A: UK military posted to BATUS are not resident in Canada for tax purposes, they are deemed to be UK resident, even if they leave the Army and just move over to civilian life there, they only become a Canadian resident after their last day of service has passed.

    Q: If I've read the rules properly, you're deemed as a 'resident for tax purposes' once you've activated your Permanent Residency (PR) and made some form of tie with Canada, i.e. opened a bank account, put a deposit on a house, bought a car etc etc.

    A: Yes and no, you have a 3 from 5 rule, that is you can land with say 2 years service remaining, go back to staging on and then come back to Canada, however you must remain in Canada for the next 3 years to maintain your residency requirements. During the 2 years that you have a PR Card but are outside of Canada you only pay UK tax. (even if you have a bank account here in Canada).

    Q: As previously stated, from that point on you have to declare world-wide income to the Canadian Revenue Agency. I know that due to the dual-taxation treaty you don't have to pay Canadian tax on the money you've already paid UK tax on, however, the gratuity is tax-free in the UK so the treaty doesn't apply as far as I can see.

    A: The duel taxation agreement you refer to is a reciprocal agreement, which is not simply a 'you've paid tax in the UK so now it's ok' it is an understanding that each country recognises each others tax breaks, so your lump sum is tax free in the UK and therefore is not declared to the Canadian Tax Revenue. However you’re following monthly payments, which I receive tax free are declared to the Canadian tax people and I pay tax on it about now, ie March each year. They use an exchange rate for the whole year Jan - Dec, which is dropping like a lead balloon, 2.40 dollars 4 years ago to about 1.55 now!

    Q: To that end, you're legally obliged to declare your gratuity payment to the Canadian Revenue Agency and they're going to take a large lump of it off of you.

    A: No it is yours 100%. (No UK tax and no Canadian tax).

    Q: Can anyone shed any light on this or have I opened a can of worms?

    A: No can of worms, too many well meaning people get it wrong, I've done this and am still 'living the dream' and I stand but every response I offer here, good luck my friend.
     
  7. Thanks for the reply, that's cleared things up a bit. I've got a couple of questions left you might be able to help with:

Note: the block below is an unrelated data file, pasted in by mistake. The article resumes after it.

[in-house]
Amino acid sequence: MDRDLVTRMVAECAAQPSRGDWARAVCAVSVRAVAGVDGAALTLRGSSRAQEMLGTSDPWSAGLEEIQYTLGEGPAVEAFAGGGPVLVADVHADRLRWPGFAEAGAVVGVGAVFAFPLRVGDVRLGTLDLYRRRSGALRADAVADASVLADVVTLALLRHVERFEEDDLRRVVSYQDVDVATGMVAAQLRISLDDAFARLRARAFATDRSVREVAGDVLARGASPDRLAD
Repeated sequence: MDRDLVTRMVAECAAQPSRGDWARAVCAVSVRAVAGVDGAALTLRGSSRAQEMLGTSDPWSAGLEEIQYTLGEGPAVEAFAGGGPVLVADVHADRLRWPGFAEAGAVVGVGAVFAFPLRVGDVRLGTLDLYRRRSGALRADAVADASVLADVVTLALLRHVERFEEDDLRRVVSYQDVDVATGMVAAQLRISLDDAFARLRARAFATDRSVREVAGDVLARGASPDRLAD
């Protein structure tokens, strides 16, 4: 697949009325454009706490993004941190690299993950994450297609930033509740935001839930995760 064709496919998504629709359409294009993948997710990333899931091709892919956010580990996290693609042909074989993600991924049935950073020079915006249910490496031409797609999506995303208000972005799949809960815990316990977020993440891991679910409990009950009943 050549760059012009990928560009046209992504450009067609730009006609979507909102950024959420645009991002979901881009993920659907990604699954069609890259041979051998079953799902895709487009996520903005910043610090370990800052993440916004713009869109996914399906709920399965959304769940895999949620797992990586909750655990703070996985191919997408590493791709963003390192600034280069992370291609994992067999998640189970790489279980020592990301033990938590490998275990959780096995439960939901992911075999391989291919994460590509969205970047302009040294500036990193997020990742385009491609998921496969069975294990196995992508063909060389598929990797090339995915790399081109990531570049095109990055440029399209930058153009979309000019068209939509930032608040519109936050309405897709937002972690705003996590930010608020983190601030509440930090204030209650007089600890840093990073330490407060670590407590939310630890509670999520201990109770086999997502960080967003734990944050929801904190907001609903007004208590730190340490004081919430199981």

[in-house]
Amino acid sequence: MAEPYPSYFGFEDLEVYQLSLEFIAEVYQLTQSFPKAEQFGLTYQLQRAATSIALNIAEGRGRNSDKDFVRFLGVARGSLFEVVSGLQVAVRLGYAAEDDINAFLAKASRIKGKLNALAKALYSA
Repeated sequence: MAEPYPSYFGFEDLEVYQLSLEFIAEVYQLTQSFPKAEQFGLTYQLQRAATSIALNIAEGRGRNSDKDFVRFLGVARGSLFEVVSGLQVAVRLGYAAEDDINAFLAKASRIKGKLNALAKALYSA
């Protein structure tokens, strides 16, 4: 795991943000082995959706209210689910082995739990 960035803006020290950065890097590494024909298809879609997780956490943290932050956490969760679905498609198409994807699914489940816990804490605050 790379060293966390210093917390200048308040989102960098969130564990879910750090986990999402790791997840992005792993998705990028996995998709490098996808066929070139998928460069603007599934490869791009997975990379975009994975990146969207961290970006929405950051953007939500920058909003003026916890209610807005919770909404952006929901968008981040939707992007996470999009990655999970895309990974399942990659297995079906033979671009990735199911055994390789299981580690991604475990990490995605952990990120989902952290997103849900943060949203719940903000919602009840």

I knew about the 3 in 5 rule but what about those that get the PR whilst posted to Canada, don't go back to the UK, and leave the Army whilst they're there?

    This is the key statement I was looking for, but it's not how I had interpreted the rule. Where does it say that the 'tax breaks' are the same for both countries?

    Once again, thanks for your help :)
     
  8. I was not posted to Canada when I left, however, without being too honest, I did manage a sizable chunk of annual, resettlement (job attachment) and gardening leave here in Canada (8 months). The advice I got was to write a letter to CRA and say that my family had landed, but I had not for tax purposes. I wrote saying that I was still available for service with the Army worldwide and therefore still resident in the UK for tax purposes, and that the day following my discharge I'd become resident in Canada and would pay tax to Canada from then on in.

    CRA accepted this without a concern, their response was my authority, they accepted that a reciprocal agreement exists and my Army pay and allowances were taxed as usual in the UK and my lump sum was paid into my bank before I moved it over here (there being no reason to enter this on my tax return T4 for that year to CRA as they'd agreed it was a UK issue until after my discharge date.

    This line of reasoning means that a UK serviceman posted to Canada is resident in the UK for all their tax issues, not Canada.

    So in summary, tell CRA your plans, based on the fact you are and will remain UK based for tax until after your final day of service, tell them that you will pay tax on all your worldwide earnings following that date, keep it simple and business like, they will write back and say:

    1. Good, thanks for the info, no probs.... (this is what I got back)
    2. Thanks we have further details we need...(worst outcome, and very unlikely but not a show stopper, they understand that you are a serviceman and need to pay tax on your UK military pay).

    Take care matey